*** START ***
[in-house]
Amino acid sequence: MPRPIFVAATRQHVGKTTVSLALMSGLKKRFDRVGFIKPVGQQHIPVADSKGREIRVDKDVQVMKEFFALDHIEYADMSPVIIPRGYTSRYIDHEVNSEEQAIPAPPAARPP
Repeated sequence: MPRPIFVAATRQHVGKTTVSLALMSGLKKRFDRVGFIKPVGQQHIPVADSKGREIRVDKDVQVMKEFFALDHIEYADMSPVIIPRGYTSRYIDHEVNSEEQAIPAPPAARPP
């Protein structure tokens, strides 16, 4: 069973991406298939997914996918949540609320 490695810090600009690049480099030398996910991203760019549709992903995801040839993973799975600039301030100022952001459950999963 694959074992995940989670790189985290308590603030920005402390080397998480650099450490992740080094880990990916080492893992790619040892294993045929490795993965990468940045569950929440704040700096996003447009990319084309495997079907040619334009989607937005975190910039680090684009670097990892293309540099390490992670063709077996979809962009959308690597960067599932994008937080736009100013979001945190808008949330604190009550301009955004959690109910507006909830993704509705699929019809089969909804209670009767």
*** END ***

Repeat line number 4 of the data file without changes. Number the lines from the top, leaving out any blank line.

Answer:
């Protein structure tokens, strides 16, 4: 069973991406298939997914996918949540609320 490695810090600009690049480099030398996910991203760019549709992903995801040839993973799975600039301030100022952001459950999963 694959074992995940989670790189985290308590603030920005402390080397998480650099450490992740080094880990990916080492893992790619040892294993045929490795993965990468940045569950929440704040700096996003447009990319084309495997079907040619334009989607937005975190910039680090684009670097990892293309540099390490992670063709077996979809962009959308690597960067599932994008937080736009100013979001945190808008949330604190009550301009955004959690109910507006909830993704509705699929019809089969909804209670009767």